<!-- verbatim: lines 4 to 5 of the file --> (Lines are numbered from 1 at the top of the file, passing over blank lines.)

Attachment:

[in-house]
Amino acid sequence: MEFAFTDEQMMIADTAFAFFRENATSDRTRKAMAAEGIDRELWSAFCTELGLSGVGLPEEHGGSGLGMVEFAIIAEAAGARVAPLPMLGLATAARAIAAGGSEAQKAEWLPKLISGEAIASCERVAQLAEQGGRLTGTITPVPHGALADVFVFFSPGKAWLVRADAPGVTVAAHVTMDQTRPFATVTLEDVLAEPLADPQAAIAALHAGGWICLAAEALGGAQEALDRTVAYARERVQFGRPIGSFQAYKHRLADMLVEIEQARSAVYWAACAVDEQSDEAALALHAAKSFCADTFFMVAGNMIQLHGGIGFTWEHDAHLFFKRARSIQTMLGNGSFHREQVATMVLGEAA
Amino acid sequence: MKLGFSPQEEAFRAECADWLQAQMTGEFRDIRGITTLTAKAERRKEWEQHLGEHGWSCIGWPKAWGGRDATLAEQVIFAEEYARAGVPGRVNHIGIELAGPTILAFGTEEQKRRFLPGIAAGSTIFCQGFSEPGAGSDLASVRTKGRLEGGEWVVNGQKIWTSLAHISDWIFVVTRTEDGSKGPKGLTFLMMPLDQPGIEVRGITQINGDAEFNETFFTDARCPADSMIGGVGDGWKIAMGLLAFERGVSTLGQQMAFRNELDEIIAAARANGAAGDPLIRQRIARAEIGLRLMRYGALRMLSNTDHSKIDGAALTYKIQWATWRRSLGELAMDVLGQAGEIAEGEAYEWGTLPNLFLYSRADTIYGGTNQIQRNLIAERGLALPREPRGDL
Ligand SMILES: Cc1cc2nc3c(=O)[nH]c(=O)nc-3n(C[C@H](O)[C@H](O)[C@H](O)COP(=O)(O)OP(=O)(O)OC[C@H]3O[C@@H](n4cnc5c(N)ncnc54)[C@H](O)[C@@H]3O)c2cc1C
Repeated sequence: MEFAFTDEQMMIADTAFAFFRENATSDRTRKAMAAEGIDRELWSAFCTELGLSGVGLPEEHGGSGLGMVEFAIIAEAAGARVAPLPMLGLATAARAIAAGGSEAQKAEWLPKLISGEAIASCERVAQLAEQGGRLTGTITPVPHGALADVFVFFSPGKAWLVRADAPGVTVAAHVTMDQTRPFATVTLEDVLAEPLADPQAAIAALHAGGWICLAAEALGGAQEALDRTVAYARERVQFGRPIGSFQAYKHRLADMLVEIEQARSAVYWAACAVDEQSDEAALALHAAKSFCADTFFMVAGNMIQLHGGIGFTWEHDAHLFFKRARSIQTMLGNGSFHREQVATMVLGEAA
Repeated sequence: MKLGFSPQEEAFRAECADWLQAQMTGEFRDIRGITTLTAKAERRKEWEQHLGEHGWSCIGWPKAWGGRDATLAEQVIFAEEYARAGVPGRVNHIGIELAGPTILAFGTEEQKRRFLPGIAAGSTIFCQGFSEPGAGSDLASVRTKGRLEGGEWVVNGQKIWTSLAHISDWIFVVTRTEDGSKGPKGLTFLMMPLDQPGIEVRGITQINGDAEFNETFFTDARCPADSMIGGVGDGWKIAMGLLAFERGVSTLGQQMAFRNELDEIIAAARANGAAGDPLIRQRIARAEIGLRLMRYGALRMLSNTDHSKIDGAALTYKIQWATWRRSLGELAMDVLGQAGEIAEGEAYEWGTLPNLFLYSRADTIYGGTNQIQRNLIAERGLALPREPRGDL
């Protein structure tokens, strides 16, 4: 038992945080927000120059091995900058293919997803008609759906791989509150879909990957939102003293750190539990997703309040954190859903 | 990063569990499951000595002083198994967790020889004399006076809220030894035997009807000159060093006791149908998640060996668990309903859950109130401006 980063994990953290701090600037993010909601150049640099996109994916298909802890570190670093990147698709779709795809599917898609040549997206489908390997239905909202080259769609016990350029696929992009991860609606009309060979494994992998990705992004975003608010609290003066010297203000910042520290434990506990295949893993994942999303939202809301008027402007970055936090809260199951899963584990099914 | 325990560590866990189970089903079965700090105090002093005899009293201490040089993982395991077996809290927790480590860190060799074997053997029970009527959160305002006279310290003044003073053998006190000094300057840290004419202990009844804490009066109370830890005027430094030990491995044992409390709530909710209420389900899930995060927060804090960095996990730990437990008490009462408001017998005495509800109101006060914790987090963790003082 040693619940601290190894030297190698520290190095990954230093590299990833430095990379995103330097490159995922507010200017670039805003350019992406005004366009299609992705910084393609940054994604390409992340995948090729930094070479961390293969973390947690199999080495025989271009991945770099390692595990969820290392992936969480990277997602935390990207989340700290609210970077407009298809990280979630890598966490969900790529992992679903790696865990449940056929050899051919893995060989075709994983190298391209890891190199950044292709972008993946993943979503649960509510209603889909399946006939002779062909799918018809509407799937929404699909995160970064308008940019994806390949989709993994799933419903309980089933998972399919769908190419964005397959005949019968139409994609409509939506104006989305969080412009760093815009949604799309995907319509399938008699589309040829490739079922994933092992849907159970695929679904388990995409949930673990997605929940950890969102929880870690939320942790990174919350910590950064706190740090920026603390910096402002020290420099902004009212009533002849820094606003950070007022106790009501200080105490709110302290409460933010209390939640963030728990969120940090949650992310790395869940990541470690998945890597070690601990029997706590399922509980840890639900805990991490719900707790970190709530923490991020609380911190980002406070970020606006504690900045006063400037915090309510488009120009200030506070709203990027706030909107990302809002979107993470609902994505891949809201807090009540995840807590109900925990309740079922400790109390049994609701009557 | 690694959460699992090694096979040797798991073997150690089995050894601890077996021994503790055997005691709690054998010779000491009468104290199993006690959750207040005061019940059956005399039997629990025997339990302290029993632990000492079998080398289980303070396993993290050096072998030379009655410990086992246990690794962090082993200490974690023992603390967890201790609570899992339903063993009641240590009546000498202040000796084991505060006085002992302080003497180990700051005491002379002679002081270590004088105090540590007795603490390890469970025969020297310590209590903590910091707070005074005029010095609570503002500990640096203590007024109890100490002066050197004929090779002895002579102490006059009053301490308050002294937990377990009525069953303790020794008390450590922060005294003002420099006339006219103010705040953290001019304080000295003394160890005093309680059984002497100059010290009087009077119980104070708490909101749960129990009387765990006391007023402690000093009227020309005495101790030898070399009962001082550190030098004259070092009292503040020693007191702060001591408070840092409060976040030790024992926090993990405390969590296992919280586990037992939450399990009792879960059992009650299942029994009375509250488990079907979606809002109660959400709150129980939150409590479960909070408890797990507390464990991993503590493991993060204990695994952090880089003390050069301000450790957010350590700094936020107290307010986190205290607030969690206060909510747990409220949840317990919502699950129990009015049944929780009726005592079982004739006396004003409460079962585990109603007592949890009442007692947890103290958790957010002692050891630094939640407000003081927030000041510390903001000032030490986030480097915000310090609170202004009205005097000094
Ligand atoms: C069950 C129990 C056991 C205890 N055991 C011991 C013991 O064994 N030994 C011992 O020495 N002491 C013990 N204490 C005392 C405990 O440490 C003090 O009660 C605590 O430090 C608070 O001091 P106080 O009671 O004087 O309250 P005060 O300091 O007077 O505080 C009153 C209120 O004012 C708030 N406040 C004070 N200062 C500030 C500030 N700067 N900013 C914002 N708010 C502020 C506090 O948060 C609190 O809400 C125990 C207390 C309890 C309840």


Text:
Ligand SMILES: Cc1cc2nc3c(=O)[nH]c(=O)nc-3n(C[C@H](O)[C@H](O)[C@H](O)COP(=O)(O)OP(=O)(O)OC[C@H]3O[C@@H](n4cnc5c(N)ncnc54)[C@H](O)[C@@H]3O)c2cc1C
Repeated sequence: MEFAFTDEQMMIADTAFAFFRENATSDRTRKAMAAEGIDRELWSAFCTELGLSGVGLPEEHGGSGLGMVEFAIIAEAAGARVAPLPMLGLATAARAIAAGGSEAQKAEWLPKLISGEAIASCERVAQLAEQGGRLTGTITPVPHGALADVFVFFSPGKAWLVRADAPGVTVAAHVTMDQTRPFATVTLEDVLAEPLADPQAAIAALHAGGWICLAAEALGGAQEALDRTVAYARERVQFGRPIGSFQAYKHRLADMLVEIEQARSAVYWAACAVDEQSDEAALALHAAKSFCADTFFMVAGNMIQLHGGIGFTWEHDAHLFFKRARSIQTMLGNGSFHREQVATMVLGEAA